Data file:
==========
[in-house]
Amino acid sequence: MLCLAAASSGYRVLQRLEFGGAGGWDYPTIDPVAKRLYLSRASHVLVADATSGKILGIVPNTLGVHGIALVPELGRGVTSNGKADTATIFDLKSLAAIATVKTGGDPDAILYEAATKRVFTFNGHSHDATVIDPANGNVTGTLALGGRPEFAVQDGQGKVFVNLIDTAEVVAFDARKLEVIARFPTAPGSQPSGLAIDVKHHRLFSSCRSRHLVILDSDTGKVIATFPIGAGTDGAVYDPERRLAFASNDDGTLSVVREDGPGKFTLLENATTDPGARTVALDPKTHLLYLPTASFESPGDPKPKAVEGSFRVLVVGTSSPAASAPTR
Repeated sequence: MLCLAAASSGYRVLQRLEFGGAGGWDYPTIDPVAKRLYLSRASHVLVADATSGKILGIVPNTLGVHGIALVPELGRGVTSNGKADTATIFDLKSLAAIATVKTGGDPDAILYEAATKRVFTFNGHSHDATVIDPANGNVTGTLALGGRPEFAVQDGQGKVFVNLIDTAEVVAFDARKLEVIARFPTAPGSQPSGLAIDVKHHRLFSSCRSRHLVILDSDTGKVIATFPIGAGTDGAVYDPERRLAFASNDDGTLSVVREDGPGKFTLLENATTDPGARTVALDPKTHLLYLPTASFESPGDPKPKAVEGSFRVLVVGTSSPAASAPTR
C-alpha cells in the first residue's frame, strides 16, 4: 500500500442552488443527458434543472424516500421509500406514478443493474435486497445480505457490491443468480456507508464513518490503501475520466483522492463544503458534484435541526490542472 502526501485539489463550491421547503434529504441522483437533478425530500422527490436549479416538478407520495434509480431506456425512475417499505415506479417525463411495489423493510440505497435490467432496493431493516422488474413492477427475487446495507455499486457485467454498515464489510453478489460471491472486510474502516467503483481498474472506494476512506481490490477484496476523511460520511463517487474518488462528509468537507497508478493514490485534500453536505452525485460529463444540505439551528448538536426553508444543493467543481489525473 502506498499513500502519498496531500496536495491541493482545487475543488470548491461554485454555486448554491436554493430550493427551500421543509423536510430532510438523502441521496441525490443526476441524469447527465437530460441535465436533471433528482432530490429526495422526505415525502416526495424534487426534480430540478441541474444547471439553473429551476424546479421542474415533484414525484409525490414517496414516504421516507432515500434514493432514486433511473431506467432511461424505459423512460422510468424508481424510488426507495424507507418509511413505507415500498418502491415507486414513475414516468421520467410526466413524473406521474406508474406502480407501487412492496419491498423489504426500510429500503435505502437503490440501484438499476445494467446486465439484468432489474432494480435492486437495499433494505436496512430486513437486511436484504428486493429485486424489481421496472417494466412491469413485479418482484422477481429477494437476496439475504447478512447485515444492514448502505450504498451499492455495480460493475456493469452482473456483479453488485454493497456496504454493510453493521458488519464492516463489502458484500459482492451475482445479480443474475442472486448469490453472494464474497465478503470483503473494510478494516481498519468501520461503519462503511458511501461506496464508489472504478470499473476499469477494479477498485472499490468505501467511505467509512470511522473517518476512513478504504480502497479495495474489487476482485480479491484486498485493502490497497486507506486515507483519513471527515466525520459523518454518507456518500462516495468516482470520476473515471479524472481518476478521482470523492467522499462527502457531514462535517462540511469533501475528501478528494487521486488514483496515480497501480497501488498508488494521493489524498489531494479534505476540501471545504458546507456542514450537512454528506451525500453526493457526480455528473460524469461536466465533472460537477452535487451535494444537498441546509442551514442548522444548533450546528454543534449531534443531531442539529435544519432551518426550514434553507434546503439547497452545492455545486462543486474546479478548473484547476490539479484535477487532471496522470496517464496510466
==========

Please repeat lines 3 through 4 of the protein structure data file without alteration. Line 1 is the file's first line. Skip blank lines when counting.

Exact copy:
Repeated sequence: MLCLAAASSGYRVLQRLEFGGAGGWDYPTIDPVAKRLYLSRASHVLVADATSGKILGIVPNTLGVHGIALVPELGRGVTSNGKADTATIFDLKSLAAIATVKTGGDPDAILYEAATKRVFTFNGHSHDATVIDPANGNVTGTLALGGRPEFAVQDGQGKVFVNLIDTAEVVAFDARKLEVIARFPTAPGSQPSGLAIDVKHHRLFSSCRSRHLVILDSDTGKVIATFPIGAGTDGAVYDPERRLAFASNDDGTLSVVREDGPGKFTLLENATTDPGARTVALDPKTHLLYLPTASFESPGDPKPKAVEGSFRVLVVGTSSPAASAPTR
C-alpha cells in the first residue's frame, strides 16, 4: 500500500442552488443527458434543472424516500421509500406514478443493474435486497445480505457490491443468480456507508464513518490503501475520466483522492463544503458534484435541526490542472 502526501485539489463550491421547503434529504441522483437533478425530500422527490436549479416538478407520495434509480431506456425512475417499505415506479417525463411495489423493510440505497435490467432496493431493516422488474413492477427475487446495507455499486457485467454498515464489510453478489460471491472486510474502516467503483481498474472506494476512506481490490477484496476523511460520511463517487474518488462528509468537507497508478493514490485534500453536505452525485460529463444540505439551528448538536426553508444543493467543481489525473 502506498499513500502519498496531500496536495491541493482545487475543488470548491461554485454555486448554491436554493430550493427551500421543509423536510430532510438523502441521496441525490443526476441524469447527465437530460441535465436533471433528482432530490429526495422526505415525502416526495424534487426534480430540478441541474444547471439553473429551476424546479421542474415533484414525484409525490414517496414516504421516507432515500434514493432514486433511473431506467432511461424505459423512460422510468424508481424510488426507495424507507418509511413505507415500498418502491415507486414513475414516468421520467410526466413524473406521474406508474406502480407501487412492496419491498423489504426500510429500503435505502437503490440501484438499476445494467446486465439484468432489474432494480435492486437495499433494505436496512430486513437486511436484504428486493429485486424489481421496472417494466412491469413485479418482484422477481429477494437476496439475504447478512447485515444492514448502505450504498451499492455495480460493475456493469452482473456483479453488485454493497456496504454493510453493521458488519464492516463489502458484500459482492451475482445479480443474475442472486448469490453472494464474497465478503470483503473494510478494516481498519468501520461503519462503511458511501461506496464508489472504478470499473476499469477494479477498485472499490468505501467511505467509512470511522473517518476512513478504504480502497479495495474489487476482485480479491484486498485493502490497497486507506486515507483519513471527515466525520459523518454518507456518500462516495468516482470520476473515471479524472481518476478521482470523492467522499462527502457531514462535517462540511469533501475528501478528494487521486488514483496515480497501480497501488498508488494521493489524498489531494479534505476540501471545504458546507456542514450537512454528506451525500453526493457526480455528473460524469461536466465533472460537477452535487451535494444537498441546509442551514442548522444548533450546528454543534449531534443531531442539529435544519432551518426550514434553507434546503439547497452545492455545486462543486474546479478548473484547476490539479484535477487532471496522470496517464496510466